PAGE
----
|Publisher||Del Rey in 1986; Current edition 1993 Spectra|
|November 1, 1993|
|Media type||Print (hardback & paperback)|
|Preceded by||First in Series|
Events are listed here not in chronological order, but in the order they were originally presented in the novel.
- Year 1045
The sorcerer Nevyn sees an omen indicating that a person whose destiny is intertwined with his own has been reborn, and sees the infant Jill in a vision.
- Year 1052
Jill, a seven-year-old girl who sometime has precognitive dreams, loses her mother Seryan to a fever. Because her father, Cullyn, is a mercenary soldier – known as a "silver dagger" for the weapon he carries – and visits irregularly, Jill is taken in by a local tavern owner. Cullyn arrives in Jill's village a month later. Finding Seryan dead, he decides to take Jill with him on his wanderings, which he calls "the long road.”
For seven years, Nevyn has been searching for Jill, with nothing more than luck and intuition to guide him. He finds a clue when he meets the ten-year-old lord Rhodry Maelwaedd, and sees that the boy's destiny is linked with his and Jill's.
- Year 643
Galrion, a prince of Deverry, has secretly begun studying sorcery. He begins to fall in love with its power, and out of love with his betrothed, Brangwen of the Falcon clan. Galrion considers breaking his betrothal so that he will have more time to devote to the study of sorcery. Galrion's father, King Adyroc, is infuriated when he discovers that his son has been studying sorcerry, and puts Galrion under house arrest, though the prince escapes by a ruse.
Adyroc soon finds his son and sends him into exile, taking from him all his rank, titles, and property. He even takes Galrion's name from him, and gives him a new name, Nevyn, meaning "no one." Adyroc also breaks Nevyn's betrothal to Brangwen, who then falls into an incestuous relationship with her brother Gerraent, and the two promise to end their lives together when autumn comes.
When Gerraent's sworn friend, Blaen of the Boar clan, discovers the incestuous relationship, Gerraent kills him. Gerraent is in turn killed by Blaen's brother. Nevyn takes Brangwen away from the Falcon lands, but the distraught girl drowns herself. Overwhelmed by guilt and grief, Nevyn rashly swears an oath that he will not rest until he sets things right. Thunder booms from a clear sky – a sign that his oath has been accepted by the Great Ones (transcendent spiritual beings similar to Bodhisattvas).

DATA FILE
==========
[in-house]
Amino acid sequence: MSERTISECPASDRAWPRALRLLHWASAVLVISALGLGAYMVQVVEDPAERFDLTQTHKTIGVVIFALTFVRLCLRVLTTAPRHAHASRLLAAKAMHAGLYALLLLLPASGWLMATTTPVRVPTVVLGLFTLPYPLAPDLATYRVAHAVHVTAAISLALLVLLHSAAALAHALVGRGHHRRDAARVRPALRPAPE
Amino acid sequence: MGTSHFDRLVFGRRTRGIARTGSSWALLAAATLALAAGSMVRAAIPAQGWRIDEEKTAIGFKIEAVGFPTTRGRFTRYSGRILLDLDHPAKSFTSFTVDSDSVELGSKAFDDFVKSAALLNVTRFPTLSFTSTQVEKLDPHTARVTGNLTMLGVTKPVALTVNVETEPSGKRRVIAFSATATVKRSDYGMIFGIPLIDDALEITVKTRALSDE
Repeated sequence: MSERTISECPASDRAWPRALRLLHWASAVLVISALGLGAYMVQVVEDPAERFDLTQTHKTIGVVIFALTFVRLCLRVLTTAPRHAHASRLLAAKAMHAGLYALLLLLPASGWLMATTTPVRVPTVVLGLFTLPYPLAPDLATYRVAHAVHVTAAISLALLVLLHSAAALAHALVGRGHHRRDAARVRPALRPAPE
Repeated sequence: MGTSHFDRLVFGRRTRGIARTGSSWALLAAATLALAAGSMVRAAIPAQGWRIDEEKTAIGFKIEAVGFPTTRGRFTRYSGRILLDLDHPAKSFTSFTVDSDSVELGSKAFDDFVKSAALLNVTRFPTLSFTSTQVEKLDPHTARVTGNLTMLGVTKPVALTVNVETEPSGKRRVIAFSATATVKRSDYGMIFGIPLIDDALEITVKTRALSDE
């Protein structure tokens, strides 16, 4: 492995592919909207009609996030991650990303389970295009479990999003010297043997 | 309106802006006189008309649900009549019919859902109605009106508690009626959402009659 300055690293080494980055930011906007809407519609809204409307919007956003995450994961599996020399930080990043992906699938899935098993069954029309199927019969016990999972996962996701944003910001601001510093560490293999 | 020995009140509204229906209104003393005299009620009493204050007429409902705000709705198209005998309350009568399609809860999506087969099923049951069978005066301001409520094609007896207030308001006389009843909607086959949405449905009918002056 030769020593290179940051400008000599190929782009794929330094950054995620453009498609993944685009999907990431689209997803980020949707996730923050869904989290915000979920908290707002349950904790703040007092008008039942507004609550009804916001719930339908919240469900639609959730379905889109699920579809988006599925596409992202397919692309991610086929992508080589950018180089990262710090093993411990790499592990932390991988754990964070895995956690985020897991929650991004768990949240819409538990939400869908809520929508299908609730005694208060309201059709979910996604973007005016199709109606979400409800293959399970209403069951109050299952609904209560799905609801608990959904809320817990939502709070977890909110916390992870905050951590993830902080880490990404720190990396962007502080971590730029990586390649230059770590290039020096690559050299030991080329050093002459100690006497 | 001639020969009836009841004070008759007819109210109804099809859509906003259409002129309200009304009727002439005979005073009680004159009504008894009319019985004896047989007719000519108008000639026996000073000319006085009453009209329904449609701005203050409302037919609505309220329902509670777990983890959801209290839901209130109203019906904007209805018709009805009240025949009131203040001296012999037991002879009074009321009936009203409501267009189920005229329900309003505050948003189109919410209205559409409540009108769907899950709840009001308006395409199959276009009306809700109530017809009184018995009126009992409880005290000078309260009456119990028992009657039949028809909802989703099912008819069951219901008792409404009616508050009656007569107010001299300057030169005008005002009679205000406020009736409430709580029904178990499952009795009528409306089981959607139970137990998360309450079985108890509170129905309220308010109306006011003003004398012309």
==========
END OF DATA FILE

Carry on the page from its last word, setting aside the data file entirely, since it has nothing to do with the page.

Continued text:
- Year 1058
When Jill turns thirteen, Cullyn, who has been teaching his daughter swordcraft, and buys Jill a silver dagger like his own for a birthday present. Otho, the smith who made the dagger, notices that Jill can see spirits called Wildfolk, and tells her a riddle. "If you ever find no one (nev yn), ask him what craft to take." Some time later, Otho tells Nevyn about Jill. Unable to find her, Nevyn returns to his home province of Eldidd, where he saves the life of Rhodry Maelwaedd, earning the gratitude of his mother Lovyan, the local feudal lord. Nevyn receives a prophecy about the boy – Rhodry's destiny is somehow bound to that of the entire province.
- Year 696
Nevyn comes to Deverry province to banish an unnatural drought. Here he finds the bard Gweran (Blaen reborn), his wife Lyssa (Brangwen reborn), and a soldier called Tanyc (Gerraent reborn). When Tanyc angers Gweran by his behavior towards Lyssa, Gweran takes his revenge by subterfuge. He provokes Tanyc into attacking him – but as a bard, Gweran's life is sacrosanct. Tanyc is hanged for his crime.
While this is happening, Nevyn meets Lyssa's elder son, Aderyn. He teaches the boy a little herbcraft, and eventually takes him as apprentice in sorcerry.
- Year 1062
Lovyan discovers that Rhodry has fathered a bastard child on a low-born girl, and decides to put the child into fosterage with one of her noble servitors when it is born. In the meantime, Lovyan is having trouble with some of her vassals. A number of minor lords are sitting on the edge of rebellion over matters of succession and taxes. Lovyan's own liege lord, Rhys, the Gwerbret of Aberwyn (who is also her eldest son), makes it very clear that he won't intervene unless she disinherits Rhodry.
Cullyn, meanwhile has taken a hire guarding a caravan heading toward the kingdom's western border to trade with the mysterious Westfolk. On the way, Jill sees the eerie Loddlaen, a councilor to Lord Corbyn of Bruddlyn. At the trading camp, Jill meets Aderyn, an old Deverrian man who lives with the Westfolk. She also learns that Loddlaen is a fugitive murderer. At the conclusion of the trading, Aderyn and several of the Westfolk accompany the caravan back to the city of Cannobaen, to begin legal proceedings against Loddlaen in Lovyan's court.
On the way to Cannobaen, the caravan is attacked by bandits, and flees to an abandoned fort to make their stand. Aderyn transforms himself into an owl to spy on the bandits. He discovers that they aren't bandits at all, but warriors from several different lords, including Corbyn. Cullyn sends Jill to beg the Lovyan for aid. By a stroke of luck, Jill comes across Rhodry and his entire warband on the road, in the midst of a day-long training exercise.
Meanwhile, the attacking army has reached the dun. The defense is thin: two swordsmen, two archers, and six stavemen. Albaral, a man of the Westfolk, is slain, but the attackers are defeated when Rhodry and his warband arrive.
Daggerspell was first published in hardcover by Del Rey in 1986. In 1993, an author's definitive edition was released as a mass market paperback by Bantam. The Kindle edition is available from Random House from Amazon.